Nov 03, 2016
History In A Bottle
A Scottish artist, pretending to be a Frenchman, illustrated the iconic logo shadowy figure of the Sandeman ‘Don’ in 1928. That logo has become synonymous with the brand and its port production.
George Sandeman, seventh generation family member of Sandeman Ports made his first trip to Vancouver in late October.
Last year, Sandeman celebrated 225 years, and today is just one piece of the extensive family of wines, produced under SoGrape Vinhos (Mateus, Gazela, Quinta da Azevedo, Grão Vasco, Ferreira Porto...) of Portugal.
Part of Sandeman's visit was to introduce us to the new packing of their tawny ports
However, the more commonly recognized ruby ports, came along for the ride as well.
Sitting down at Boulevard in the Sutton Place Hotel, Sandeman gestured to the lineup of wines before us.
"I like to taste ruby before tawny. They [ruby ports] tend to be much more expressive, yet less complex - more obvious, nice, but immediate".
He finds that primary characteristics in ruby ports are simpler than those secondary characters in lengthy, oak aged tawny ports.
This is due to the fact that ruby ports are aged less time in barrel; the ageing on ruby ports is meant to be in bottle.
Equally important, he finds more and more that all ports respond best to a slight chill – that most are served too warm. He suggests storing them in the refrigerator after opening and consuming them within a few weeks – especially the entry level Fine Ruby Port or the Founder’s Reserve.
Of course, with the sales of port remaining static in much of the world, and other traditional markets shrinking, port producers have had to work harder to sell their wines.
This is a challenge I am aware of, having spent time in both Jerez, with sherry producers (who have suffered similar or greater historical market losses), and in the Douro, with port producers.
In fact, in late 2014 I was asked to speak to wine producers at the Uva d’Ouro Conference in Porto, specifically about the Canadian wine market.
My findings, at that time, after speaking to buyers and sommeliers from across Canada, was that sales of Port were fairly stale or static in the main/traditional regions with growth being shown mostly in the west, BC and Alberta.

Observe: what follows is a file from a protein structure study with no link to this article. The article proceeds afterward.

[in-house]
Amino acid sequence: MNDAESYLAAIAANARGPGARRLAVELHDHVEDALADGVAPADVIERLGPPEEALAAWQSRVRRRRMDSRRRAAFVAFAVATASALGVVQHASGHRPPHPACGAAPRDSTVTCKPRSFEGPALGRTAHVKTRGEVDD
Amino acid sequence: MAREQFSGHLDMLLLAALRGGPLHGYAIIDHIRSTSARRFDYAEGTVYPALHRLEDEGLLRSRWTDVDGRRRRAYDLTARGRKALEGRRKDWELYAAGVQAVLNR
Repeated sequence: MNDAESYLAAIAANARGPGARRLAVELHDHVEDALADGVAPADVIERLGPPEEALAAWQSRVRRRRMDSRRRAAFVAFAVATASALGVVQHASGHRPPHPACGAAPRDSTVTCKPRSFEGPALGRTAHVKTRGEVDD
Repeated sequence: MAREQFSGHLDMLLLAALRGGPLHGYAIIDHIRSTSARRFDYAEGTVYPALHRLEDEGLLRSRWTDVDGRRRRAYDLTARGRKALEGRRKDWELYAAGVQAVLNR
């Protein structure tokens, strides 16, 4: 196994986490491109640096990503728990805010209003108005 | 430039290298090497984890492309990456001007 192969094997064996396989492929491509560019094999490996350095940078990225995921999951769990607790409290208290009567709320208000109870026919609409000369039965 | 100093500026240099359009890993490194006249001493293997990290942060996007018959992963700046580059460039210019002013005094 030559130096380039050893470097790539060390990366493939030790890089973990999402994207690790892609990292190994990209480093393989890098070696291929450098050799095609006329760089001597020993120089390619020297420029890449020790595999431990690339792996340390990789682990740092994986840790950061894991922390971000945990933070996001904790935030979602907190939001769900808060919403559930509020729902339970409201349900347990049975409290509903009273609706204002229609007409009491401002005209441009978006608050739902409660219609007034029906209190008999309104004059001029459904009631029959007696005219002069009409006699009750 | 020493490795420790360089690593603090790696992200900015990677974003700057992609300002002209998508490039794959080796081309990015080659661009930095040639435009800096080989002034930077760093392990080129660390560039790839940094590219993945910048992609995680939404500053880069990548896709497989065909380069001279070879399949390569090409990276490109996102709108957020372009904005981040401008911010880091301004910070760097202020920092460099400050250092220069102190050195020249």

However, British Columbia has less of a robust red wine drinking culture than Alberta, and with Alberta’s recent economic crisis, I’m fairly certain sales have not grown.
So, what do you do when you make a product that is no longer trendy?
Well, Douro has the continued capability to make wine - simply as table wine. It's a well-known region with the ability to fulfill the requirements of a new red wine drinking consumer.
Arguments abound from within - cost of the production is not low (have you seen the steep, terraced Douro vineyards), or that it is not tradition; Douro is about fortified wine.
I've spent time in the region and written about it, its challenges, history and successes.
Sandeman’s own argument is also valid – before fortified wines, Douro produced still table wines. It’s just a return to their more ancient roots.
However you slice it, there has been a need to sell wines from a region suffering a new generation’s loss of interest. If still wines supplement the region and make up for the downturn of fortified wines, who are we to argue?
Some port producers report an overall decrease in entry-level ports, but renewed interest in super-premium ports.
To appeal to a new consumer, perhaps, as Sandeman suggests, you play with the concept of port a bit – like sherry producers did. Appeal to bartenders; use port in new ways.
Serve an entry-level port, such as Sandeman Fine Ruby Port or Founder’s Reserve Port, as sangria. Add fruit, ice and soda water – to add a little spritz.
Use it like a mulled wine in winter – it already has more complexity than a typical mulled wine.
Serve it on ice with an orange slice – orange is very cohesive flavour with port wines.
Fine Fine Ruby Port NV Expect deep purple berry notes, figs, dried cherries and bold aromas of molasses and vanilla along with a potpourri of cedar and dried flowers.
It is sweet and smooth with generous fruit and a chocolaty finish.
Founder’s Reserve Port NV is more restrained on the nose than the Fine Ruby Port, less of a strumpet so to speak - also drier. A straightforward port – one well suited to sangria.
$14 Private stores (375ml)
Sandeman ‘Vau’ Vintage 1999
This wine was made for the first time in 1997. It was developed as a complex wine, offering good value, but not meant to age like a declared vintage port. It is more opulent, forward and ready to drink earlier than a vintage port, for people who love to drink vintage but don’t want to wait. It is purposely made with more Touriga Franca than Tinta Roriz. Vau is the name of a Sandeman quinta (estate) however, it is not from a single quinta. Sandeman admits the value in this wine is great.
Initially, it is boozier on the nose than previous two. There is some definitive oak influence here, with cedar, spice and dried flowers. Less overt fruit on the palate, but it is thick and rich with more tannic structure.
$28 private stores
Sandeman 10 year Tawny has some oxidative notes; it is spicy and earthy, cedar and dried orange peel and candied roasted nuts. It is slick and nutty with more complexity than the rubys with an interesting nougat character.
Nice balance overall. Great length.
$34 private stores
Sandeman 20 Year Old Tawny The core of the Sandeman tawny portfolio, this 20-year-old offers aromas of brandy with some smoked peaty undertones along with cedar kindling and dried orcha